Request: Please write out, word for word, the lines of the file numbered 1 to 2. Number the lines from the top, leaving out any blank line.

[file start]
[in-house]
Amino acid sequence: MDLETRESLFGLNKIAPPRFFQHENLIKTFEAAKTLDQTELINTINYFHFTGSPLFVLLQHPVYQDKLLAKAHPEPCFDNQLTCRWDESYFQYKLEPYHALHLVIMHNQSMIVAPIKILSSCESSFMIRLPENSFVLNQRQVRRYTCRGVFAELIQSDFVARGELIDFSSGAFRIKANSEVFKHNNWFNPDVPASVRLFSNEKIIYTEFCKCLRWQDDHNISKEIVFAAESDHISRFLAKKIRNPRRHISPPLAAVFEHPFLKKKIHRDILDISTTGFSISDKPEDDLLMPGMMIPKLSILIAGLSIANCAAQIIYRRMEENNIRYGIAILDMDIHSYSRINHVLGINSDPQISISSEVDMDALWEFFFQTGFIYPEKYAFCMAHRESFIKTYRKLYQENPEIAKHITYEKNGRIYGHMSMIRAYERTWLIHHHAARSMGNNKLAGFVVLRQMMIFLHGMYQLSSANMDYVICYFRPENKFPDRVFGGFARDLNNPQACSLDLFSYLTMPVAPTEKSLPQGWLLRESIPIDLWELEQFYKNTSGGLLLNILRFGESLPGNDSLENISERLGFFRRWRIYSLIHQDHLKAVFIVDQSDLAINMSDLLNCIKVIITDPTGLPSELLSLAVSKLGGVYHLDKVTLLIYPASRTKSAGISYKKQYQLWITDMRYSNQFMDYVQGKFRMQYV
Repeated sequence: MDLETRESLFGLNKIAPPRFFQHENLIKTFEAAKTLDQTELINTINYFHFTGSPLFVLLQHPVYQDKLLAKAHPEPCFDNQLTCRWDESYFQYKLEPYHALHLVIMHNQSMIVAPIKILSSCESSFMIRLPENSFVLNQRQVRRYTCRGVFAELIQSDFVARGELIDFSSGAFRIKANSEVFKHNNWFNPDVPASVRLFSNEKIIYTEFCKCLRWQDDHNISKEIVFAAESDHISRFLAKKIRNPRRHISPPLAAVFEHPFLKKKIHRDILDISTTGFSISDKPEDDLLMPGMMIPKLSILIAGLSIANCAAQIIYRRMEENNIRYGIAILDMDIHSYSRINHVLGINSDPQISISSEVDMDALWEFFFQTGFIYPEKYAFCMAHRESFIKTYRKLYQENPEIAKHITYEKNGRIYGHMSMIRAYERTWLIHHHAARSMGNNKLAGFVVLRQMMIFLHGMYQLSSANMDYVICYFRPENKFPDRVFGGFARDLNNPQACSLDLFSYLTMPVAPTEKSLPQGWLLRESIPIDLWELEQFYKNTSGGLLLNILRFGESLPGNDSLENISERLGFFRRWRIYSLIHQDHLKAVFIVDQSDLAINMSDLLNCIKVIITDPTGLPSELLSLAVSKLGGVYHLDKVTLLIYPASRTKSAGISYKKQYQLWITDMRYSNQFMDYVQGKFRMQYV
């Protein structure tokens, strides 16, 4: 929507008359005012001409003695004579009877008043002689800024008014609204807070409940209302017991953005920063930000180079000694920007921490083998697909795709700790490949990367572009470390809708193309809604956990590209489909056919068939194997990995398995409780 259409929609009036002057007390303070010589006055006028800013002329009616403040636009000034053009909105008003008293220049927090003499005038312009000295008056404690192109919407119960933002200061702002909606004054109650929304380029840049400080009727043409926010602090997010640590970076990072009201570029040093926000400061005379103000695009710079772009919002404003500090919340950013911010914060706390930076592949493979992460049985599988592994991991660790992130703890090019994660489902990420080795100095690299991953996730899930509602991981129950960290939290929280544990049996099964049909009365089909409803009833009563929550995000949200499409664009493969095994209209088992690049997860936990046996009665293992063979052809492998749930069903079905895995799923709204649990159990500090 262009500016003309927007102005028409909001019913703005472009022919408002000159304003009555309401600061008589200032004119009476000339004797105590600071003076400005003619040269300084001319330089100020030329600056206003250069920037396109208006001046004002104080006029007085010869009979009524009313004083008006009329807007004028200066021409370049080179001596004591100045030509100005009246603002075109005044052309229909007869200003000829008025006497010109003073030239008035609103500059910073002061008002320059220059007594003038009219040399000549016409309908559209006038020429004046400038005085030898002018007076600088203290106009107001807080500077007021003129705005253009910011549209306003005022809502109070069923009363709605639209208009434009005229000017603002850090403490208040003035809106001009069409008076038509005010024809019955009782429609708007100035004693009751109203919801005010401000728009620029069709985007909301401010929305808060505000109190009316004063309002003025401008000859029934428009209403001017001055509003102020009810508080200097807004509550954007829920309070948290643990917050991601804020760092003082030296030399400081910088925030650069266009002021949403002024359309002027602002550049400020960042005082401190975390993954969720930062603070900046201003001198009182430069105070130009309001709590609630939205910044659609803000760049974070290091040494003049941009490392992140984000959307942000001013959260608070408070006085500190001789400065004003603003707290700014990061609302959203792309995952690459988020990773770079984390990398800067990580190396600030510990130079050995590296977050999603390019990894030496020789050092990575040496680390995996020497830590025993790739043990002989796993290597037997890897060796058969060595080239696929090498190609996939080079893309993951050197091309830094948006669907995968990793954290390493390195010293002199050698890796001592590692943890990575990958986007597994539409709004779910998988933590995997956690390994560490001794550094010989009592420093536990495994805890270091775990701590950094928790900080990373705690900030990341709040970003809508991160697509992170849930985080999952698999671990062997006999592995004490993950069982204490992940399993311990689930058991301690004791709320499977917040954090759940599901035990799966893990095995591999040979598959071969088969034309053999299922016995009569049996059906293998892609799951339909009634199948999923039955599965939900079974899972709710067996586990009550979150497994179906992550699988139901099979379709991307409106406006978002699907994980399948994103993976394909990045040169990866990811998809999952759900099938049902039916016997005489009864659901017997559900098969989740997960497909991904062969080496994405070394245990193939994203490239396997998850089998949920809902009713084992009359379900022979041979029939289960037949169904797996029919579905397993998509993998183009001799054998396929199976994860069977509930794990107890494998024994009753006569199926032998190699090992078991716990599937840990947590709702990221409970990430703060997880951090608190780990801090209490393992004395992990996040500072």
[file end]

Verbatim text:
[in-house]
Amino acid sequence: MDLETRESLFGLNKIAPPRFFQHENLIKTFEAAKTLDQTELINTINYFHFTGSPLFVLLQHPVYQDKLLAKAHPEPCFDNQLTCRWDESYFQYKLEPYHALHLVIMHNQSMIVAPIKILSSCESSFMIRLPENSFVLNQRQVRRYTCRGVFAELIQSDFVARGELIDFSSGAFRIKANSEVFKHNNWFNPDVPASVRLFSNEKIIYTEFCKCLRWQDDHNISKEIVFAAESDHISRFLAKKIRNPRRHISPPLAAVFEHPFLKKKIHRDILDISTTGFSISDKPEDDLLMPGMMIPKLSILIAGLSIANCAAQIIYRRMEENNIRYGIAILDMDIHSYSRINHVLGINSDPQISISSEVDMDALWEFFFQTGFIYPEKYAFCMAHRESFIKTYRKLYQENPEIAKHITYEKNGRIYGHMSMIRAYERTWLIHHHAARSMGNNKLAGFVVLRQMMIFLHGMYQLSSANMDYVICYFRPENKFPDRVFGGFARDLNNPQACSLDLFSYLTMPVAPTEKSLPQGWLLRESIPIDLWELEQFYKNTSGGLLLNILRFGESLPGNDSLENISERLGFFRRWRIYSLIHQDHLKAVFIVDQSDLAINMSDLLNCIKVIITDPTGLPSELLSLAVSKLGGVYHLDKVTLLIYPASRTKSAGISYKKQYQLWITDMRYSNQFMDYVQGKFRMQYV